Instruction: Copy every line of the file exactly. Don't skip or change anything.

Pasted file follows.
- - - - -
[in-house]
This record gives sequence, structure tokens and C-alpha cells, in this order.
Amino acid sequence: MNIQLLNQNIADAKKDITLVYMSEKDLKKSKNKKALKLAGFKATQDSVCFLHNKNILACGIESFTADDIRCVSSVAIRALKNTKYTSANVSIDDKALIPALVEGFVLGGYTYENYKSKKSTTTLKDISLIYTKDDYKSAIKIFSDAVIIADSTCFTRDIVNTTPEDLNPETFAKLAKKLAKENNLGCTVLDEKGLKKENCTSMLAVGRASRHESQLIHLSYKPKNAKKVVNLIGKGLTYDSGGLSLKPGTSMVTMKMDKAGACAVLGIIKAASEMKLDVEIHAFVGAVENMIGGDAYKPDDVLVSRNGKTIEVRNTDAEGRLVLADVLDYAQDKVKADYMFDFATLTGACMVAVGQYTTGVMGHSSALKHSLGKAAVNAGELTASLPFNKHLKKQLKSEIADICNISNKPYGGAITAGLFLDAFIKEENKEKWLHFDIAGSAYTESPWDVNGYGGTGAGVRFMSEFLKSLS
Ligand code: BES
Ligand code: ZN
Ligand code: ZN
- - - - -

[in-house]
This record gives sequence, structure tokens and C-alpha cells, in this order.
Amino acid sequence: MNIQLLNQNIADAKKDITLVYMSEKDLKKSKNKKALKLAGFKATQDSVCFLHNKNILACGIESFTADDIRCVSSVAIRALKNTKYTSANVSIDDKALIPALVEGFVLGGYTYENYKSKKSTTTLKDISLIYTKDDYKSAIKIFSDAVIIADSTCFTRDIVNTTPEDLNPETFAKLAKKLAKENNLGCTVLDEKGLKKENCTSMLAVGRASRHESQLIHLSYKPKNAKKVVNLIGKGLTYDSGGLSLKPGTSMVTMKMDKAGACAVLGIIKAASEMKLDVEIHAFVGAVENMIGGDAYKPDDVLVSRNGKTIEVRNTDAEGRLVLADVLDYAQDKVKADYMFDFATLTGACMVAVGQYTTGVMGHSSALKHSLGKAAVNAGELTASLPFNKHLKKQLKSEIADICNISNKPYGGAITAGLFLDAFIKEENKEKWLHFDIAGSAYTESPWDVNGYGGTGAGVRFMSEFLKSLS
Ligand code: BES
Ligand code: ZN
Ligand code: ZN